More than 7,000 Jews are fighting on the Albanian front in the Salonika divisions, which have seen some of the heaviest fighting of the war–a fact of which the Greek Jews are very proud.
They are also proud of the fact that the first superior officer killed in action was a Jew–Col Mordehai Frizis. Earlier this month the Archbishop of Athens called the Chief Rabbi of Salonika, Dr. Zvi Hirsch Koretz, to the capital to assist him in a memorial service for Col. Frizis and other Jewish dead.
(Col. Frizis, according to an official announcement on March 2, fell near the village of Bessantchi, "heroically leading his troops to victory." The village was later captured and renamed "Frizis" by the Greek Government.)
On the occasion of the memorial service, Rabbi Koretz was made an honorary member of Parnassos, leading Greek literary society–the first time in Greek history that a Jew was so honored.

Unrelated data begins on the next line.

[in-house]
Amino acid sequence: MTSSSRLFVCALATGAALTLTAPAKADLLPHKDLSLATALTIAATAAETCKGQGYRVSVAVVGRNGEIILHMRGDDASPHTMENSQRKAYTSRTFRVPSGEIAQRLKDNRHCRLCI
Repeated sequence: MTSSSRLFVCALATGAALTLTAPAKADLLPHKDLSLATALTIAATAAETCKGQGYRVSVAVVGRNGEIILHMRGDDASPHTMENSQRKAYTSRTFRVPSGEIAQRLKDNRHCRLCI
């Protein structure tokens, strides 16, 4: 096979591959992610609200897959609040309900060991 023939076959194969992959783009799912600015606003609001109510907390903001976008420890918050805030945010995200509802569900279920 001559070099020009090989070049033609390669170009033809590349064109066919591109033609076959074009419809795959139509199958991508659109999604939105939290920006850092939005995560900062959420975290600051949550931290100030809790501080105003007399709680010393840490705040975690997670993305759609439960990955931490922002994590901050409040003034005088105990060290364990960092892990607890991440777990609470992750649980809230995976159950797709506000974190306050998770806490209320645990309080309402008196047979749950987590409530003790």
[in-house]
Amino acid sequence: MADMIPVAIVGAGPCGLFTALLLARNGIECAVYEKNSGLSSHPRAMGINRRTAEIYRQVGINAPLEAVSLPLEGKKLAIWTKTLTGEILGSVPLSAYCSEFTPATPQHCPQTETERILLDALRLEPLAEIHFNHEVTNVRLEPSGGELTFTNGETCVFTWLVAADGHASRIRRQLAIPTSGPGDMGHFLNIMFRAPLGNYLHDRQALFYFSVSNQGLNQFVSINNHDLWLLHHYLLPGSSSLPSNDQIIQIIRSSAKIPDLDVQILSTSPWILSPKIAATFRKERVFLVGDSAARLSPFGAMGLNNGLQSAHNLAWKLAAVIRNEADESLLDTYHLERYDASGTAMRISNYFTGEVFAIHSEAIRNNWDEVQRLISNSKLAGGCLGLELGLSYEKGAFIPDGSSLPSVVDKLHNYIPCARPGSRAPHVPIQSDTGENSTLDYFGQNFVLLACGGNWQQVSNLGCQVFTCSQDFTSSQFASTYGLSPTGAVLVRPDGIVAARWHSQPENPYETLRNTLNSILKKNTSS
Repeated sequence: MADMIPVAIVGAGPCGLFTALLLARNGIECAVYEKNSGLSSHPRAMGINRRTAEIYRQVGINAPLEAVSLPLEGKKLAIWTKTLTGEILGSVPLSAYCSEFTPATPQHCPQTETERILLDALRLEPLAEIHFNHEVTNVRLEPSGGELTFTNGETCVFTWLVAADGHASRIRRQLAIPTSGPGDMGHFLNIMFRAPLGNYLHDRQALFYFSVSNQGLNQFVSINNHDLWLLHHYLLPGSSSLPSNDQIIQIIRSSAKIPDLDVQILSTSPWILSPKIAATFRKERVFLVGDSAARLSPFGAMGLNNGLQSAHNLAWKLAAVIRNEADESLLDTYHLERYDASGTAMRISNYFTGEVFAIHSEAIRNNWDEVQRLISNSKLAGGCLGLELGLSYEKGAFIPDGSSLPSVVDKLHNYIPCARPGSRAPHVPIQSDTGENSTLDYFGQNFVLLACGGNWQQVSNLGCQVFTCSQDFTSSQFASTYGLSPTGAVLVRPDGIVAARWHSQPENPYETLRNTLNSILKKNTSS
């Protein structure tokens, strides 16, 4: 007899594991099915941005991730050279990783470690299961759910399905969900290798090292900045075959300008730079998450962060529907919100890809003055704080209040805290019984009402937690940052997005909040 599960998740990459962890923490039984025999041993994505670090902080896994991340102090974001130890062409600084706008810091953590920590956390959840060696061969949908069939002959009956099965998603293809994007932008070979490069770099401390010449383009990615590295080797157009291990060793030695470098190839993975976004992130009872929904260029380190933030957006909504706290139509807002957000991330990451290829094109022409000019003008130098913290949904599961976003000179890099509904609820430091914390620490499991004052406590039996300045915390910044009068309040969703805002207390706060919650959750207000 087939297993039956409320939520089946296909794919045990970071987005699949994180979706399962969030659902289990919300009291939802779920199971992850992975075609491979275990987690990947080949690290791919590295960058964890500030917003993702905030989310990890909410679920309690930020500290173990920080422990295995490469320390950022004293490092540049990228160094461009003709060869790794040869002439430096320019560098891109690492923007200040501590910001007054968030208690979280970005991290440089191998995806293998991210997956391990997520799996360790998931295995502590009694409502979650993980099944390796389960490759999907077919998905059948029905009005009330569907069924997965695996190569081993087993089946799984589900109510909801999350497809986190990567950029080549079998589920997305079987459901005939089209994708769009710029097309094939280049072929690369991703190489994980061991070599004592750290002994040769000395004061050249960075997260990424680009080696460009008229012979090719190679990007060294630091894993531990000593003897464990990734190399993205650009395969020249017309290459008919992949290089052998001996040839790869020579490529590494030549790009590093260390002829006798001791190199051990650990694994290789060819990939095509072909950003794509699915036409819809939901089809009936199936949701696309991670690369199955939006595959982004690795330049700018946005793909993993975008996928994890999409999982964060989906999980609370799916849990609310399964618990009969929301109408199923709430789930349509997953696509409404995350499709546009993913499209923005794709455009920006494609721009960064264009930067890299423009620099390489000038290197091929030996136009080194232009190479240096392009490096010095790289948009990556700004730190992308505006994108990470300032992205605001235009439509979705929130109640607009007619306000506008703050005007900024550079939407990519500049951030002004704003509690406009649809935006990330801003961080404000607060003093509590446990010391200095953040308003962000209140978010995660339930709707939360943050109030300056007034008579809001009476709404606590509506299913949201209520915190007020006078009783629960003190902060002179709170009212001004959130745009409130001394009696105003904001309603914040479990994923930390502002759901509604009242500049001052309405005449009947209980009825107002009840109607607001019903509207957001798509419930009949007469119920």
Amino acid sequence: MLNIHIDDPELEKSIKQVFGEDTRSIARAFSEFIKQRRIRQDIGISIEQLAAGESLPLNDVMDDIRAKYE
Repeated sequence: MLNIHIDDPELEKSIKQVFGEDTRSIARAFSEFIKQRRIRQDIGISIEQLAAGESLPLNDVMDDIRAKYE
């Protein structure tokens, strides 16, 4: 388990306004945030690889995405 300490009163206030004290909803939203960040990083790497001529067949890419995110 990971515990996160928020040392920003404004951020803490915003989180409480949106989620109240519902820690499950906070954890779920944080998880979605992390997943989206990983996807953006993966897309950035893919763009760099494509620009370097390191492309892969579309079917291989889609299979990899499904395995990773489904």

After observing the ever-increasing anti-Semitic repressions all over the Balkans, this correspondent found it refreshing to arrive in Salonika, where there is no anti-Semitism and where 50,000 Jews live on equal terms with 200,000 Greeks and Turks. They are descendants of refugees from anti-Jewish persecutions over four centuries ago.
The Jews of Salonika are acutely conscious of what is in store for than if the Germans conquer Greece. For this reason they have thrown themselves into the war effort even more wholeheartedly than the Greeks themselves, if such a thing is possible.
The Archive of the Jewish Telegraphic Agency includes articles published from 1923 to 2008. Archive stories reflect the journalistic standards and practices of the time they were published.